What’s the most important question you can ask clients?

[ January 15, 2013 ]

Financial planning is not necessarily about financial products, and Terry McMaster says there are more important questions to ask clients

Since when was financial planning about financial products?

I recall a meeting with Steve some years ago. Steve was a 40-something surgeon whose oldest son was about to play his first game of under nines basketball. Steve lamented that he would probably never see him play a game: they were scheduled for just after school each Thursday, so how could he get ever get there?

Steve needed some serious reframing. What is really important? What is the purpose of work? What is the purpose of wealth? Time is too short to tell the full story so, in summary, Steve experienced his work-life-balance epiphany, got out his big red pen and booked his son into his diary, and his life, from that Thursday afternoon on. Steve never misses a game. Even better, he is now the coach, firmly locked into his growing son’s memory bank and the envy of every mother at the game.

I see Steve twice a year and he always reminds me of our first meeting, and proudly displays the latest team photo. He values the advice. It was worth more than money. And it showed I was on his team and was putting his interests first. I expect to one day be his son’s adviser too. I feel great because I have made a real difference to two lives.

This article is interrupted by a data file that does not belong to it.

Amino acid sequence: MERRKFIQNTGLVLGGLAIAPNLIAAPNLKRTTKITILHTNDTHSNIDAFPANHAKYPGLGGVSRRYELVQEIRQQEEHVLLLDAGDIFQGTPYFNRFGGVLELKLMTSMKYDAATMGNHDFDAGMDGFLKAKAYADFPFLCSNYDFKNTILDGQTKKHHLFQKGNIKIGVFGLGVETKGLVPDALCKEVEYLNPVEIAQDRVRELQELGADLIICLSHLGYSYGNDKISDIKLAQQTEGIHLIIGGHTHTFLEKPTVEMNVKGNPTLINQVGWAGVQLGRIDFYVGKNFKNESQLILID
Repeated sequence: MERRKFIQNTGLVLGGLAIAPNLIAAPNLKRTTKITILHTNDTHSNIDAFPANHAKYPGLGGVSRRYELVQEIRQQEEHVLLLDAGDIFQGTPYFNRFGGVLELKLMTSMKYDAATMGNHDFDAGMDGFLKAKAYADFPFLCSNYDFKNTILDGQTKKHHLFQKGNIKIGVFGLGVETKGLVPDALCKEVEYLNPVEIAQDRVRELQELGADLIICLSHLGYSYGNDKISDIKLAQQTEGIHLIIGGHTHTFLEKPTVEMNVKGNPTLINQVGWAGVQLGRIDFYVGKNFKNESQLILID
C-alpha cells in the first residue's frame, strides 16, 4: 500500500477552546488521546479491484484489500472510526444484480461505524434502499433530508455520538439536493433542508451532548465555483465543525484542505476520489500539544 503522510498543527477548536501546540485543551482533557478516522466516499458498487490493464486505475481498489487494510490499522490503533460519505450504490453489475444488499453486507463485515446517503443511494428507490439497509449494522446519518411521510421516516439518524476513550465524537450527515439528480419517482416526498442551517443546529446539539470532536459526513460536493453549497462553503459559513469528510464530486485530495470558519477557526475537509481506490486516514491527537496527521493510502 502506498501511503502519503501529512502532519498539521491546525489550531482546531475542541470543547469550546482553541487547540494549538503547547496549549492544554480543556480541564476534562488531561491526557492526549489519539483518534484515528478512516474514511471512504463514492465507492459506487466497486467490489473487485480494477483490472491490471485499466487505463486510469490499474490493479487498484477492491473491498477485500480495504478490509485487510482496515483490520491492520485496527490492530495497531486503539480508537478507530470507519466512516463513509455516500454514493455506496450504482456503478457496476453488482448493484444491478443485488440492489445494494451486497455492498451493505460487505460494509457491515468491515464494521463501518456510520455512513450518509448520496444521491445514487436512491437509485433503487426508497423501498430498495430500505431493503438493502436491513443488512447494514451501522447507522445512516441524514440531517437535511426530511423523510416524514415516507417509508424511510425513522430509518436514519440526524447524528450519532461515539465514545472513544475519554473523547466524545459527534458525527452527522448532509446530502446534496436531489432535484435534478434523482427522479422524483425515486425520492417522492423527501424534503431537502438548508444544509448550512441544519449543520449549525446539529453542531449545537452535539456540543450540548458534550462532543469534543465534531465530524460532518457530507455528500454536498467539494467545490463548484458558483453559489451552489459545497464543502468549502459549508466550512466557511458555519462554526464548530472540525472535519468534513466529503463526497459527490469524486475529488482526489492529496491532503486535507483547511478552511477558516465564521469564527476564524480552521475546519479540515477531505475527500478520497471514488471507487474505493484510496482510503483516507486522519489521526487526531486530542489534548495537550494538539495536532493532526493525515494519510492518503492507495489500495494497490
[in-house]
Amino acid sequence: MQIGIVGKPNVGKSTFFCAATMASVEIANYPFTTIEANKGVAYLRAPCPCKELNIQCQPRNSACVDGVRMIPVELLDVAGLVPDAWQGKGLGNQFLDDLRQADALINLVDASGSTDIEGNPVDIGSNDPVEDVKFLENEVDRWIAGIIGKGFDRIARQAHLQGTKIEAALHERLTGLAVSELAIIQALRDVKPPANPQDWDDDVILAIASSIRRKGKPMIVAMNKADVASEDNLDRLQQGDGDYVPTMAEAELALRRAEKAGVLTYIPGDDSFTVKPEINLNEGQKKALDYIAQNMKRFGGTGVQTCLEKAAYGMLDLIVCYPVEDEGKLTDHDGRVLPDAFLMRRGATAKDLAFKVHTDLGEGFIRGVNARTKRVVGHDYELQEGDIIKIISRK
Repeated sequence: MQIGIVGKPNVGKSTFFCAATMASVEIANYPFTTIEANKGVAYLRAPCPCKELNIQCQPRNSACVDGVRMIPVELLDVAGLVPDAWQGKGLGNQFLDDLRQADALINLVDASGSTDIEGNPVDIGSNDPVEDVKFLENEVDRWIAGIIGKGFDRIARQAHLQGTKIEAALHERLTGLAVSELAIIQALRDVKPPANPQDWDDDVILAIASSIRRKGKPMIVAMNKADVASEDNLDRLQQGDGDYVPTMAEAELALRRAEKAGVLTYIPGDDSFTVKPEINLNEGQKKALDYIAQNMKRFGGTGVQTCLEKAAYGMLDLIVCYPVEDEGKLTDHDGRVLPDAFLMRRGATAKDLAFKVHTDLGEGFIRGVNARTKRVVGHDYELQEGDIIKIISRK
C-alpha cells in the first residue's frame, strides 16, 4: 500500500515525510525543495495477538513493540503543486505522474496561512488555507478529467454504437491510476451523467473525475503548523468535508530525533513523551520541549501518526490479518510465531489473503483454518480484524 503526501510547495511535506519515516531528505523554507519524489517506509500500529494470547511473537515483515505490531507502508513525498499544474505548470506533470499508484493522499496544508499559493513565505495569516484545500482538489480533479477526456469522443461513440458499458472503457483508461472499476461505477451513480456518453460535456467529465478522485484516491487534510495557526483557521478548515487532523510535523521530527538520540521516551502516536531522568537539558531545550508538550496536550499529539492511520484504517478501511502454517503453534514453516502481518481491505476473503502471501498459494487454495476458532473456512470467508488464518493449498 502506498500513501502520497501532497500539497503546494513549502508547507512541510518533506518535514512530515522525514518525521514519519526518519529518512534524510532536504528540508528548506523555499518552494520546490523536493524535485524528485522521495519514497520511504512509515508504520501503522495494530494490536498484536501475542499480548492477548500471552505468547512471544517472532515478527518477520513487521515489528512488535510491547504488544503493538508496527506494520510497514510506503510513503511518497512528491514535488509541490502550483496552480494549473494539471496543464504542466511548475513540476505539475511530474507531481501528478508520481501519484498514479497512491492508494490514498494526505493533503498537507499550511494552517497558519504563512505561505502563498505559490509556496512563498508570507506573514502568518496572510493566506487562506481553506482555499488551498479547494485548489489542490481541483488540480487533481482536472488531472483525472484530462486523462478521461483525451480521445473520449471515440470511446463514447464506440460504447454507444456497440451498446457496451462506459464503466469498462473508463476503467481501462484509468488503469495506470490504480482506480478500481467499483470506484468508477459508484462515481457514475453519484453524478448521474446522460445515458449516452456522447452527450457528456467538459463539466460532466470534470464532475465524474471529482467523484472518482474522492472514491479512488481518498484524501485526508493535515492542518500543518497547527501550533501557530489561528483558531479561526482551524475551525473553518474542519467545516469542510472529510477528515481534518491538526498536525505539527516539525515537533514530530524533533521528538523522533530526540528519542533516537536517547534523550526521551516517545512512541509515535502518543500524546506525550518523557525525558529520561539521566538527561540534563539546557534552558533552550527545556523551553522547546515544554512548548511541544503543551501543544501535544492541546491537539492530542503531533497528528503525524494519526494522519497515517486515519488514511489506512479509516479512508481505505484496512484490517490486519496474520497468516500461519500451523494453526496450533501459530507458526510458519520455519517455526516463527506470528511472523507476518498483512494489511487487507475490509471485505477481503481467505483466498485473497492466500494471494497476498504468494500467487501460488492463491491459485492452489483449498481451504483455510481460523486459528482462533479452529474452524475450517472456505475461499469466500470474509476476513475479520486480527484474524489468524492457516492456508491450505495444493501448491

Financial products are just a small part of what a financial planner does. Clients want to know how they are going. Clients want to know if they can do it better. Clients want to know if they are doing something wrong – in life, not just in finance.

Obviously your input has a financial orientation: financial planners are not psychologists. But financial advice should be leavened with life experience and common sense. I don’t believe a 35-year-old plumber client with a growing family is obsessed with superannuation retirement options, TRISSs and ETPs. I do believe he wants more family time, to save tax, to increase his income, to pay for the new bedroom, to upgrade the car and to get the family away to Surfers Paradise for two weeks at Christmas.

The pressure can be overwhelming. Your client needs someone with grey hair and life experience to guide him on his way. He is concerned about the here and now of today, not the then and if of a retirement half a lifetime away.

So, your role is to coach him, to show him how to achieve his life goals and make a better life for his family. Encourage your client to start his own business, to create and execute a great business plan to increase and diversify income, to install better tax planning, to make the new car more tax efficient, to grow the business with deductible debt and to manage cash flow to pay off the non-deductible home loan as fast as possible.

It’s easier to take time off if you know your business is doing well. Keep your client away from traps: make sure he has a good accountant and keeps his records impeccably. Make sure he does not have too much insurance, but is covered nicely if tragedy strikes. Encourage him into a SMSF, and use debt to buy a factory to grow the business even more. Make sure everything is as cost-efficient as possible, and control as many risks as possible.

Meet regularly to review progress. The most important question is “Are you happy?” Make sure your clients never miss a basketball game.

The Dover Group